Steve Peters: learning to be a leader

The best headteachers are not always born leaders – with the right guidance, even those lacking in confidence can develop the necessary skills, according to leading sports psychiatrist Steve Peters.

Simon Creasey

Psychiatrist Steve Peters

Steve Peters doesn’t believe that teachers in leadership roles are born to do it. He says those of us not naturally blessed can learn the skills and do just as well, if not better, than those with leadership in their DNA.

The psychiatrist has worked with everyone from Liverpool Football Club to Team Sky, and also numerous teachers, leadership teams and headteachers.

“It’s not just in your genes,” he says. “It could also be what you've been taught. You may not be a natural leader but you find such pleasure in helping people that you become a leader and you learn the skills anyhow.”

This belief in every person having the capacity to lead is particularly interesting in education. Schools are struggling to recruit headteachers and part of the problem is that the pressure of accountability is putting people off.

But a belief that only certain people are “born to do it” is also a factor undermining confidence and is often cited as a reason for the lack of female teachers seeking promotion. Peters is certain, however, that you can learn to be a great leader.

Be willing to listen and learn

“If you're willing to listen and you’re willing to look, you're bound to pick things up that will make you think and refine how you're approaching or dealing with others,” says Peters.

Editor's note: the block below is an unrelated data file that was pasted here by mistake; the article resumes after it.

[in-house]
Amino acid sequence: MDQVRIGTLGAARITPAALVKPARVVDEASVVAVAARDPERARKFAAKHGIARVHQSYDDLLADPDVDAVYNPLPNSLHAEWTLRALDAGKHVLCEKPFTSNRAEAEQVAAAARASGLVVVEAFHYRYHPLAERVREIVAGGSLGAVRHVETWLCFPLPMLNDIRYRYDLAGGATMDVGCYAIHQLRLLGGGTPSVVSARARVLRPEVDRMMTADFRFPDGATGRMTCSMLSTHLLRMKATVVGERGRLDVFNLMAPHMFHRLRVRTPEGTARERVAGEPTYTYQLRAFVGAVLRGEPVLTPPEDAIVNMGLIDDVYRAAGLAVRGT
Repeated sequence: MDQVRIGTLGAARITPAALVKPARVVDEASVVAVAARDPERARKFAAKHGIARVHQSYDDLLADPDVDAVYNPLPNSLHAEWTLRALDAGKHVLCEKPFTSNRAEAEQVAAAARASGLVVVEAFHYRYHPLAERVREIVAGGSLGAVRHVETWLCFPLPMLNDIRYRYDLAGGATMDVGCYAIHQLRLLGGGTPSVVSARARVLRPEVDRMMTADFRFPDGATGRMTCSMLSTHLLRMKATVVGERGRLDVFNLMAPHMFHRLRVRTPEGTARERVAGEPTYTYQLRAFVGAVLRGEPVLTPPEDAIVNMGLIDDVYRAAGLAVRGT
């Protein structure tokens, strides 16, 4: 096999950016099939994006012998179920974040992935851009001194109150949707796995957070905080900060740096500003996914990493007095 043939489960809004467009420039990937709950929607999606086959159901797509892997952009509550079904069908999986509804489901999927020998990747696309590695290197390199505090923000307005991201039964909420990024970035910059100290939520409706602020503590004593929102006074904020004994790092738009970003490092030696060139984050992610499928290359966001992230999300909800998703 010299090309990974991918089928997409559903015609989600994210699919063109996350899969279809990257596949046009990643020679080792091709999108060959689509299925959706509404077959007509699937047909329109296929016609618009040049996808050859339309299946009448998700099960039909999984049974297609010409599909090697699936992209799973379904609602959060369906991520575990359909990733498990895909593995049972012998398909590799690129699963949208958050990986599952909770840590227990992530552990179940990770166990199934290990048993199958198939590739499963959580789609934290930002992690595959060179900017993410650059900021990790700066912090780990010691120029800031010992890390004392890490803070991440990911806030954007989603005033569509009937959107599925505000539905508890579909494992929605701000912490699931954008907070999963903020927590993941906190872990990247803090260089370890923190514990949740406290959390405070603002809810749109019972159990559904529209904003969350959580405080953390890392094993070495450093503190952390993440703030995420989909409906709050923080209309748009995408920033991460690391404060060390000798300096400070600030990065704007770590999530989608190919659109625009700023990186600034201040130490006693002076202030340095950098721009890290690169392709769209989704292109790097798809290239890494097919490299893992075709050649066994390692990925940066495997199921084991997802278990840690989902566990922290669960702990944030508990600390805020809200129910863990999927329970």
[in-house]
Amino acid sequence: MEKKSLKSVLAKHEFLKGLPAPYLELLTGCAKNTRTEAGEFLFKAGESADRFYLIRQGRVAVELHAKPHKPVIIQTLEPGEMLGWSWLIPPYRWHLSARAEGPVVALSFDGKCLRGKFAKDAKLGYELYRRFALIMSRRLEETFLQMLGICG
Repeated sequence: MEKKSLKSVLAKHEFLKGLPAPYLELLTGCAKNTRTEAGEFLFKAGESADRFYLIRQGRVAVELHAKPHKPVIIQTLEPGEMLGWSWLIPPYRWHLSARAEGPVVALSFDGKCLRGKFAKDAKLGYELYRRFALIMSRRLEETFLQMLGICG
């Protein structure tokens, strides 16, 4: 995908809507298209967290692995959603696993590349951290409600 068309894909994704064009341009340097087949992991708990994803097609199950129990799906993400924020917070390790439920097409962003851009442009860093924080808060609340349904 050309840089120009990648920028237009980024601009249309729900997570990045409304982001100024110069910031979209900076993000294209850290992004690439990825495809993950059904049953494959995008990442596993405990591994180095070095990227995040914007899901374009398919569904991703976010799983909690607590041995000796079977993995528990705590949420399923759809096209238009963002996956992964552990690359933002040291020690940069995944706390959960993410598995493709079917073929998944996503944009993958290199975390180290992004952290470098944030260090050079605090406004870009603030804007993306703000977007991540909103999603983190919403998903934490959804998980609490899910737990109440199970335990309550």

“I think the same applies to leaders – you're going to look at somebody and say ‘that’s a clever way of managing that particular problem’, or ‘that’s a clever way of approaching a team’. If you boil it all down it’s like a tool box. Can you pick the right tool at the right time for the job you're going to do? That’s the key.”

“There may be times when you have to be very firm with a team and fix boundaries and there may be other times when you loosen those boundaries because this is where the team can learn and explore,” says Peters.

Regardless of whether or not he’s working with a Tour de France cyclist or a teacher, he says that the starting point for helping people to develop leadership skills is always the same: does the person know themselves well enough?

“Do they understand themselves well? Do they understand their own thinking, their own emotions, and their own behavior, and can they manage these things?” asks Peters. “If someone is not in a good place in terms of their confidence and their self-esteem, it is very unlikely that they will be able to deal with things that come their way without wobbling.”

Get in the right mindset

Once the person has the right mindset, you can begin to build up the necessary leadership skills. Peters says all leaders need to learn basic people skills, no matter which sector they work in. Beyond this, the attributes need to become more tailored to the context and demands of the leadership role.

“If you're asking someone to lead on an expedition then they're probably going to have a certain set of skills, but if you’re asking someone to lead adolescents in doing some tasks they're going to need different leaderships skills,” he says.

“I don't think there is a specific checklist that all leaders will have, but a flexible leader will change their stance depending on what’s happening in front of them.”

“The ability to be flexible, perceptive, a good listener and someone who learns to negotiate, who mediates, [is very important]” says Peters.